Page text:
Let me provide some context: When I arrived at the airport in Seattle, I had a small backpack, a carry-on duffel bag, 2 checked bags, and a GIGANTIC box filled with my deconstructed bicycle. I arrived at the airport nearly 2.5 hours early, because I was worried about this ridiculous baggage situation.

But then, a nice man at the curbside check-in desk offered to help me take all my stuff inside. Then they let me check in at the Priority desk, even though I’m not technically priority. Then the guy charged me $200 less to check my bike than what I had been told on the phone. Then I got a window seat next to a very nice professor. Then during the flight, I went to ask for more wine and the stewardess was SO NICE and we chatted for 10 minutes. Then when I got to Amsterdam, they didn’t ask me any crazy questions at passport control. I got all my luggage, and even with my overflowing cart they didn’t stop me at customs. Then the guy at the cab line was super friendly and loaded all my bags for me. Then the cab driver brought all my bags inside the lobby of the building where I was staying, without me even asking her to. And then I had a room in an apartment and literally EVERYTHING WENT SEAMLESSLY.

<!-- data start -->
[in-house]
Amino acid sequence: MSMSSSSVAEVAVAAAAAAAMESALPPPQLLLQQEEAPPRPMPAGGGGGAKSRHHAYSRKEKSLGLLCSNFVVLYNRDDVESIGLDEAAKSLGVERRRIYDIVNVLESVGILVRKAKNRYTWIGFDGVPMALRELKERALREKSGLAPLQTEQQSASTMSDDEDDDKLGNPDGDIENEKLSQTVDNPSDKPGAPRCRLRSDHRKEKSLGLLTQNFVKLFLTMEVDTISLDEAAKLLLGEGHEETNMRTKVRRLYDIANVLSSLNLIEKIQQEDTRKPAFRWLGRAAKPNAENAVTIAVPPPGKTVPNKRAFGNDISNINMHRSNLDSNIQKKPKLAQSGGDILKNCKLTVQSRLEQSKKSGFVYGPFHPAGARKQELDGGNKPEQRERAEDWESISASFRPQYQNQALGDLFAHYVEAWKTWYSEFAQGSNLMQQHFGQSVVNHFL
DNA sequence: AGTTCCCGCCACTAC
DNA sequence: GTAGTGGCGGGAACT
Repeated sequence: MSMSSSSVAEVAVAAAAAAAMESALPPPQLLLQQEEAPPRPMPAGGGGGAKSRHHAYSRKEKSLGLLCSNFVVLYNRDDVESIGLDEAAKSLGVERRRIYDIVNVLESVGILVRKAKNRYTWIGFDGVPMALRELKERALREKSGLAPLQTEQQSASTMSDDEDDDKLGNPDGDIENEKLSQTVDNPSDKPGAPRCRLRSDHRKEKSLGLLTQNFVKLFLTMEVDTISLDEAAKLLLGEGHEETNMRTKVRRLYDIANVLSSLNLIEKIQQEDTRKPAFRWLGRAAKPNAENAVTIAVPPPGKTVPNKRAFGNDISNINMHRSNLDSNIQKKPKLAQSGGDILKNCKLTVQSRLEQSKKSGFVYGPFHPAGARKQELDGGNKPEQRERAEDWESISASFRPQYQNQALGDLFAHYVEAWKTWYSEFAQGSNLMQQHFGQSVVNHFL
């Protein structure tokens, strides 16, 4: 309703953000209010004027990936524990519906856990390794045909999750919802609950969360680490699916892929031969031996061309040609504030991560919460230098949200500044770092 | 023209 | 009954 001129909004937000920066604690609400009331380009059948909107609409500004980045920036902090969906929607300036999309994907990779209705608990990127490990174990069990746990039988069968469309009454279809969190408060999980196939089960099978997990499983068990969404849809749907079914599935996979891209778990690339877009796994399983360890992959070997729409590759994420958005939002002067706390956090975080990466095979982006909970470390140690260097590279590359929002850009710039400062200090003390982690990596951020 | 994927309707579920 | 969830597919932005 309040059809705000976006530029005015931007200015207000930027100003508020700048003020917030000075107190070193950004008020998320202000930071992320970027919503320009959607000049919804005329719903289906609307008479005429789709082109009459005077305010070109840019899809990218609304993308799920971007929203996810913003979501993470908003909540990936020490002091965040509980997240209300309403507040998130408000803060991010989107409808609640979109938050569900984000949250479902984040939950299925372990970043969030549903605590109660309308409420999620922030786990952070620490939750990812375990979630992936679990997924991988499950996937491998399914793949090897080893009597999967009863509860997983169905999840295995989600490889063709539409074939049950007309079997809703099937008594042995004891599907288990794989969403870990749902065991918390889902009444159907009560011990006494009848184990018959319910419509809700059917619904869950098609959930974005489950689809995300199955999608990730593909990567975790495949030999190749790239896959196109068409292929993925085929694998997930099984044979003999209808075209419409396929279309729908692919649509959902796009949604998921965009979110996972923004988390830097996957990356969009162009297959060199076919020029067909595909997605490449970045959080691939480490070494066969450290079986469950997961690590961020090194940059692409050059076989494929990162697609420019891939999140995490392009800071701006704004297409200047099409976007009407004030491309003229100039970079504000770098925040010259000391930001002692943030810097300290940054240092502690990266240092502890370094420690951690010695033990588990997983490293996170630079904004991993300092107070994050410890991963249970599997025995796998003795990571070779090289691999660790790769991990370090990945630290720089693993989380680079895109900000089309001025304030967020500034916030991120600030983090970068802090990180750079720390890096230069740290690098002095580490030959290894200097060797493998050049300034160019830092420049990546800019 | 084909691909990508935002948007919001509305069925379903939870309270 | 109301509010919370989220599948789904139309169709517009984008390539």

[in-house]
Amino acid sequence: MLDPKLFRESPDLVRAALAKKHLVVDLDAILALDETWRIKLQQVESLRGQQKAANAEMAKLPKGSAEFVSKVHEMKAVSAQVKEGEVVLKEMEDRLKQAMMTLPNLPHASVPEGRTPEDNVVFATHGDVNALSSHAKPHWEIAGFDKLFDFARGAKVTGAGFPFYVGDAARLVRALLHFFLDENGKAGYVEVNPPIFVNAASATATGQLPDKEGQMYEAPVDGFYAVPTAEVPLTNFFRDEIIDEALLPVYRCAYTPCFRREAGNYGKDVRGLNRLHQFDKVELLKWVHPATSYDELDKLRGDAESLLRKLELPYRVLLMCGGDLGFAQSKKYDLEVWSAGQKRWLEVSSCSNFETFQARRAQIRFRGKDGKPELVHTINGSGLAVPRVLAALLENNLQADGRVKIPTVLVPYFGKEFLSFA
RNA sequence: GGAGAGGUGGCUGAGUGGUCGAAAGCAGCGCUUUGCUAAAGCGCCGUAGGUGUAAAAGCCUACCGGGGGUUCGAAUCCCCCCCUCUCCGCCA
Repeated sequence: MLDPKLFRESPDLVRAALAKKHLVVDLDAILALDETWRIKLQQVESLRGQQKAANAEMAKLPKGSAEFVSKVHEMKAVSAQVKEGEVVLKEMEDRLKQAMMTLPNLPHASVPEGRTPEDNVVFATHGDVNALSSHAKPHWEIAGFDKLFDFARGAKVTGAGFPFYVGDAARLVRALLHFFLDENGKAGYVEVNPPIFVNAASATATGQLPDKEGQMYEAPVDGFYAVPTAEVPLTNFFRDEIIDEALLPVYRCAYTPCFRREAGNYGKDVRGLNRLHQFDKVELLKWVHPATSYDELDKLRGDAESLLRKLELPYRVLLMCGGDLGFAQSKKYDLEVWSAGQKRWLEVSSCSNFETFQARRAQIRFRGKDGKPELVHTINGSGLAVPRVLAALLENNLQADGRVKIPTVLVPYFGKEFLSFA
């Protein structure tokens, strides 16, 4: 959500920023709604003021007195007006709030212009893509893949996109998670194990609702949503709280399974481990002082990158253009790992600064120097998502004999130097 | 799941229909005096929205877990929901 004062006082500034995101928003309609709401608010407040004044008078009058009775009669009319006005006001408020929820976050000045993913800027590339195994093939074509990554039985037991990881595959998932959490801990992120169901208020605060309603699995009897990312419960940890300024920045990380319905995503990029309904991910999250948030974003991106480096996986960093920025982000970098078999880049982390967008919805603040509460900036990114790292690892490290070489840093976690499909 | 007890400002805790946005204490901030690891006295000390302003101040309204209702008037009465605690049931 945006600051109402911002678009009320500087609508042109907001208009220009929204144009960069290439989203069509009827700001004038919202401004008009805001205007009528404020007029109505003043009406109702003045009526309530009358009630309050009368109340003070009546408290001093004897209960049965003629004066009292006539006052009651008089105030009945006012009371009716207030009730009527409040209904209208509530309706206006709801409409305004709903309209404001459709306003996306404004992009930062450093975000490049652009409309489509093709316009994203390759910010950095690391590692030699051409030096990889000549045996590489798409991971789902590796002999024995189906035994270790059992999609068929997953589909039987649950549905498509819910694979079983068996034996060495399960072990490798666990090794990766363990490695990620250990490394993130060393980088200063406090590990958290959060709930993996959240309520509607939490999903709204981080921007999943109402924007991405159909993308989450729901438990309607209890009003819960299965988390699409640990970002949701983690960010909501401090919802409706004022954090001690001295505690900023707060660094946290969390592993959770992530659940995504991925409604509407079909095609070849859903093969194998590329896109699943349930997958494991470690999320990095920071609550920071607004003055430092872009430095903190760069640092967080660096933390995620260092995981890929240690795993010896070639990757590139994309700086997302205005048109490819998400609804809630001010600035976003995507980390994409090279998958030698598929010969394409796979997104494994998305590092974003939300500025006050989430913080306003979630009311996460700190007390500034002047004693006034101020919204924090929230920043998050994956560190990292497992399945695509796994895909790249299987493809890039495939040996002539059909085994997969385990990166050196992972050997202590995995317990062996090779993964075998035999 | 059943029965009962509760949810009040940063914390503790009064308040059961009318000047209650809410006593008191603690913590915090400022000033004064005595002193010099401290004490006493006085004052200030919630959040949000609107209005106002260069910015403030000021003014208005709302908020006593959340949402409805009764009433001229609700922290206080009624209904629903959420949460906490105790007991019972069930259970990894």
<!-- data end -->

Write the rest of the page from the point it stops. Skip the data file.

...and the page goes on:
IMG_3086The view from my apartment!

It was so overwhelmingly easy that I nearly panicked. Because that’s some crazy shit. It’s not supposed to be that easy, is it?

Now don’t get me wrong. This didn’t mean I was happy and full of giggles and joy. I was exhausted and stressed and terrified and, to be honest, partially worried that I had made a terrible mistake. I just left a place that I adore, with friends that I love and already miss dearly. This is hard.

Yesterday was tough. Lots of jetlag and a nap that I allowed to last way too long; several bouts of crying; a brief jaunt to the grocery store; frantic unpacking; easy pasta dinner; and more sleep (which went poorly…stupid jetlag). But today, I woke up deciding to make myself excited about this town. And so I did all the things I enjoy.